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SALAZOPYRIN® SALAZOPYRIN EN-TABS®
Pharmacia & Upjohn
Sulfasalazine
Anti-inflammatory
 
Action And Clinical Pharmacology: About 20% of sulfasalazine is absorbed in the small intestine after oral administration. A small percentage of the absorbed sulfasalazine is excreted in the urine and the rest via the bile into the small intestine (enterohepatic circulation). This portion together with the unabsorbed sulfasalazine enters the colon where it is split by bacteria into 2 main metabolites, sulfapyridine and 5-aminosalicylic acid. The peak serum concentration is reached after 3 to 5 hours. The mean serum half-life after a single dose is about 6 hours; after repeated doses it is about 8 hours. After intake of sulfasalazine enteric coated tablets, sulfasalazine has been detected in serum somewhat later than after intake of plain tablets, as expected, the peak serum concentration being observed between 3 and 12 hours.

Sulfapyridine is absorbed, partially acetylated and/or hydroxylated in the liver and/or conjugated with glucuronic acid. In patients who are slow acetylators the serum concentration of free sulfapyridine is higher than in fast acetylators. The major part is excreted in the urine. Nonacetylated sulfapyridine is bound to serum proteins and reaches a maximum serum concentration after 12 hours. Sulfapyridine has a tendency towards accumulation. It does not disappear completely from the serum until 3 days after withdrawal of the drug.

The total urinary recovery of sulfasalazine and its sulfapyridine metabolites in healthy subjects during 3 days after the administration of a single 2 g dose of sulfasalazine averaged about 91%.

The absorbed 5-aminosalicylic acid is partly excreted in the urine, mainly as acetyl-5-aminosalicylic acid. A larger portion of 5-aminosalicylic acid is excreted in the feces.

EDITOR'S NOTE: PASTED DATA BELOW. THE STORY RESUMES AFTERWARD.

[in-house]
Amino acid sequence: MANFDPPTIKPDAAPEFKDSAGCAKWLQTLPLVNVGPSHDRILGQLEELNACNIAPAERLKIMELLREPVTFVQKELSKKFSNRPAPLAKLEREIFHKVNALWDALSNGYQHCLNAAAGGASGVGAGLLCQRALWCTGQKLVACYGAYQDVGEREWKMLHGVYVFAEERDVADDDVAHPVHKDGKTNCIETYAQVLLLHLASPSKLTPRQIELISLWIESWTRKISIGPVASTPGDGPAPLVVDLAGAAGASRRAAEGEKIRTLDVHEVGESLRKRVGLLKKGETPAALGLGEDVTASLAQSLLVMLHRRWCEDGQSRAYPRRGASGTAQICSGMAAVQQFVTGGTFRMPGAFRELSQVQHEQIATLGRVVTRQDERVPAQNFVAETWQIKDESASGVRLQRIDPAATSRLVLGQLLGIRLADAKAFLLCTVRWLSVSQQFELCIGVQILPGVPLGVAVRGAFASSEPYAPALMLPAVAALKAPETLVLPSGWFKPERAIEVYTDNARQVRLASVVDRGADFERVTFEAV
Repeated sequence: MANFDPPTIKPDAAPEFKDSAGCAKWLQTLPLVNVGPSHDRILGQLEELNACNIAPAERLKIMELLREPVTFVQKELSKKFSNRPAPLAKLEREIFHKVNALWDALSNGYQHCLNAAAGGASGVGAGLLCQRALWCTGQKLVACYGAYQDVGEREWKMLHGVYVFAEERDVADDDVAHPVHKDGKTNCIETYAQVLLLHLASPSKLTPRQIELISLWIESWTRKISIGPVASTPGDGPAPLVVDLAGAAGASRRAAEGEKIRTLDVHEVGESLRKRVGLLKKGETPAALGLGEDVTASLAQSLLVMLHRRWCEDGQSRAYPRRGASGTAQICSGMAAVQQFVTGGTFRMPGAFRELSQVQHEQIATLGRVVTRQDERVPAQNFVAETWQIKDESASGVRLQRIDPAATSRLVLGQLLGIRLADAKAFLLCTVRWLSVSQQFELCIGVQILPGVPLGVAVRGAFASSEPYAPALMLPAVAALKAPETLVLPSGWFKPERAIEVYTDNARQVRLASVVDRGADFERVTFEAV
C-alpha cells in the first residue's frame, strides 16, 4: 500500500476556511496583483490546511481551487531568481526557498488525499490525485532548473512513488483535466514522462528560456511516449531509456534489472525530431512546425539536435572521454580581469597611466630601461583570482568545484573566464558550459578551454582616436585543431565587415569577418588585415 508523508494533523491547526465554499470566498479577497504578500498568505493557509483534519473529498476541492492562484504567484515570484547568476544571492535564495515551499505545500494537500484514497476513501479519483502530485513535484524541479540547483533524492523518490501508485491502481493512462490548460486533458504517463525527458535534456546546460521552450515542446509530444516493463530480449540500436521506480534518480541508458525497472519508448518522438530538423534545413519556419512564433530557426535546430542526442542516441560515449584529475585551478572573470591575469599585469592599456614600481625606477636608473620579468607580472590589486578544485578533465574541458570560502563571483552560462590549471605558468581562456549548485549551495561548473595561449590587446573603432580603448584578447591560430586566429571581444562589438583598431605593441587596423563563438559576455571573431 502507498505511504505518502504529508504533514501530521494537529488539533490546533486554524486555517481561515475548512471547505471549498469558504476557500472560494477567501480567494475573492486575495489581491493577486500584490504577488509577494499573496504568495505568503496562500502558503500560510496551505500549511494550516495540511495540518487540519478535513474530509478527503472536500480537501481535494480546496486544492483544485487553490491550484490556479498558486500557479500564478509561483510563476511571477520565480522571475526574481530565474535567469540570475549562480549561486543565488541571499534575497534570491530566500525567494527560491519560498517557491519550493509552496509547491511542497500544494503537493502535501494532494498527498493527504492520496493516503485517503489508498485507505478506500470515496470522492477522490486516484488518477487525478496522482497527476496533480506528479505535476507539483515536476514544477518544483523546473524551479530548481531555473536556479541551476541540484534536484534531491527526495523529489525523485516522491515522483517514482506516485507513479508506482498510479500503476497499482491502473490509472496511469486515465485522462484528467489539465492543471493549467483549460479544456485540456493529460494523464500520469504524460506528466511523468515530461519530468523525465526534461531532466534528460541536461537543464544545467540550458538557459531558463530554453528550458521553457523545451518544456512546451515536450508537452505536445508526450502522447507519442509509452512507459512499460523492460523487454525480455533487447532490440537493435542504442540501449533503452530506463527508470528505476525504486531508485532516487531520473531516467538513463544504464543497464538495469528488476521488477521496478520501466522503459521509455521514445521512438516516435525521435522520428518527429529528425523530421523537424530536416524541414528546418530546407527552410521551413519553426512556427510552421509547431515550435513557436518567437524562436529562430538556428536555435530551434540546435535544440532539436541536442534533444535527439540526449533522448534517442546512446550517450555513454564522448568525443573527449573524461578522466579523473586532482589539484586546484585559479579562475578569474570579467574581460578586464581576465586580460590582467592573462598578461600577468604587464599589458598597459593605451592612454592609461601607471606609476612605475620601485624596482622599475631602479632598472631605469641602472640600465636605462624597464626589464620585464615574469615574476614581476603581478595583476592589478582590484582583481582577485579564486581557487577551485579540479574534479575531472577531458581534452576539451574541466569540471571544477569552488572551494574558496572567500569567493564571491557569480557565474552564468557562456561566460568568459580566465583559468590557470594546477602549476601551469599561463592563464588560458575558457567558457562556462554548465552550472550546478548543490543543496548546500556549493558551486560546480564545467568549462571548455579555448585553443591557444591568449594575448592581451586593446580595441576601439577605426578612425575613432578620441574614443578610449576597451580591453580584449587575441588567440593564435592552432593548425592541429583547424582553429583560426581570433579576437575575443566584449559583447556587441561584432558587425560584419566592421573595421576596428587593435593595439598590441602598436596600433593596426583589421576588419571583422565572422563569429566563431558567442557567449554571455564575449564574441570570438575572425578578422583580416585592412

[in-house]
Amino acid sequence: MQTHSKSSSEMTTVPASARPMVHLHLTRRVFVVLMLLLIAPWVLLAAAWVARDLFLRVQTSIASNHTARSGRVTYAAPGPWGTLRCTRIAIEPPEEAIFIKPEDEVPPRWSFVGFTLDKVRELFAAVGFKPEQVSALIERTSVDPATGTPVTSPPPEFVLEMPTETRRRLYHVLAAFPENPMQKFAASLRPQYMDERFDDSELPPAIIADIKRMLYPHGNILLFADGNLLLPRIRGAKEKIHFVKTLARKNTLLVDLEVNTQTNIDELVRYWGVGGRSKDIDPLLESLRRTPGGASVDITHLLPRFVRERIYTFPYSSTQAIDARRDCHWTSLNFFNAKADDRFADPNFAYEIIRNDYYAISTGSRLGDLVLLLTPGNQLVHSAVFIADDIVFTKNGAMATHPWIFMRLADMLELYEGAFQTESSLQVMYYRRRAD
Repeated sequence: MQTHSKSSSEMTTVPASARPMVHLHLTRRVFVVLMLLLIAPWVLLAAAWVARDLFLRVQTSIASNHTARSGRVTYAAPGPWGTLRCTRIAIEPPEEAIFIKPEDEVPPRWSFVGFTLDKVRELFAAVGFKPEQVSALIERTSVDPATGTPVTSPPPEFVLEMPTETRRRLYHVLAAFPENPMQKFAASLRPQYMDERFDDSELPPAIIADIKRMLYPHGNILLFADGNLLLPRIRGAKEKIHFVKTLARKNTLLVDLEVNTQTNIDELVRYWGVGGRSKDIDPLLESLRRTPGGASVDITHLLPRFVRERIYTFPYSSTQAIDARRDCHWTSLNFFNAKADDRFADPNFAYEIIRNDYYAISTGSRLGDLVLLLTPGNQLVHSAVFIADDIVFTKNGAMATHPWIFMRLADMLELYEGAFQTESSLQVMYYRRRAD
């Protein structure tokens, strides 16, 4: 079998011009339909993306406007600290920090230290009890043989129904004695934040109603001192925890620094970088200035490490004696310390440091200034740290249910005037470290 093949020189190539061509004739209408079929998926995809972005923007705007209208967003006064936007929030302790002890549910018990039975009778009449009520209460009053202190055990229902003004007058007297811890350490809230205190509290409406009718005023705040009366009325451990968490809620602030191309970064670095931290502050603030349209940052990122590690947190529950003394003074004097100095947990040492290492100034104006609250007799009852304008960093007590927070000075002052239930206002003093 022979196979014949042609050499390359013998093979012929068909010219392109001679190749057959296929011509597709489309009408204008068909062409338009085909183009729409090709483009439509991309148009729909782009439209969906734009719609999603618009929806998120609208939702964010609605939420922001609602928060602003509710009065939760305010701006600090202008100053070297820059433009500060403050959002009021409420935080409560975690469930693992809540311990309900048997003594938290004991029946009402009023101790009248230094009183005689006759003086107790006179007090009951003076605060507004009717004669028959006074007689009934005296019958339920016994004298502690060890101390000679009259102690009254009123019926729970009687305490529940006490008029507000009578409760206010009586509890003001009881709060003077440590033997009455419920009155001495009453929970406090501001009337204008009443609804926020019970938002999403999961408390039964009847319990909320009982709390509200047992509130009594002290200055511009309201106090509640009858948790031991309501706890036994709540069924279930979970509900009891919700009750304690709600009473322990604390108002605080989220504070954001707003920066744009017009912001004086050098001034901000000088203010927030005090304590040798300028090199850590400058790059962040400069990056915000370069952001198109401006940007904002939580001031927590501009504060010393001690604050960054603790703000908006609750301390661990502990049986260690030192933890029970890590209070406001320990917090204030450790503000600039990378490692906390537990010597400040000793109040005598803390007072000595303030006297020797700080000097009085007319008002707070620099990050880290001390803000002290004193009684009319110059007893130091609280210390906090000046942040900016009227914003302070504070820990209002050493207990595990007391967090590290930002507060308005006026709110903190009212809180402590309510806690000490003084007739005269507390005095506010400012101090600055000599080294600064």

The mode of action of sulfasalazine is unclear, suggested as being: anti-inflammatory, immunosuppressive and bacteriostatic.

In clinical inflammatory bowel disease cases, the anti-inflammatory effects seem to relieve the acute symptoms of diarrhea, gut inflammation, mucosal edema and bleeding. The long-term protection afforded by sulfasalazine therapy may be due to immunosuppressive properties of the drug.

Anti-inflammatory Effects: Sulfasalazine inhibits superoxide production by granulocytes stimulated with immune complexes or formyl peptides. In addition 5-ASA is a powerful scavenger of oxygen free radicals. Other granulocyte functions inhibited by sulfasalazine include degranulation, chemotaxis and random migration. These inhibitory effects on inflammatory cell functions may contribute to the beneficial clinical activity of sulfasalazine.

Sulfasalazine is a relatively weak inhibitor of the cyclo-oxygenase enzyme, but a potent inhibitor of 15-prostaglandin dehydrogenase (PGDH), the main metabolic pathway for the prostaglandins.

On the lipoxygenase side of the arachidonic acid cascade, sulfasalazine has been shown to exert an inhibitory activity on several enzymes including 5-LO and LTC4 synthetase. In line with this effect sulfasalazine has been shown to inhibit the release of lipoxygenase product from inflammatory cells and tissue.

Taken together, these effects of sulfasalazine on arachidonic acid metabolizing enzymes would lead to a decrease in pro-inflammatory lipoxygenase products with a simultaneous increase in immunosuppressive, anti-inflammatory prostaglandins, which may have a bearing on the clinical activity.

Effects on Immunological Functions: Since the disorders in which sulfasalazine has clinical activity are considered to be of autoimmune nature, the effect of sulfasalazine on immune competent cells is of interest. Both natural killer cell activity and T-cell proliferation are inhibited by sulfasalazine in in vitro systems.

Antibacterial Effects: Studies in vitro have shown that both sulfasalazine and its main metabolites inhibit bacterial growth. A reduction in several bacterial species of the gut flora has also been observed after clinical treatment with sulfasalazine.

Pharmacokinetics: Patients with Rheumatoid Arthritis: The pharmacokinetics of sulfasalazine and its metabolites after a 2 g single oral dose were compared in patients with rheumatoid arthritis and patients with ulcerative colitis. The study showed a large individual variability, which is also found in studies in healthy volunteers, but no difference between the two patient groups except for a significantly higher peak concentration of sulfapyridine in rheumatoid arthritis patients. The area under the plasma concentration curve (AUC) for sulfapyridine was also increased but the difference was not significant.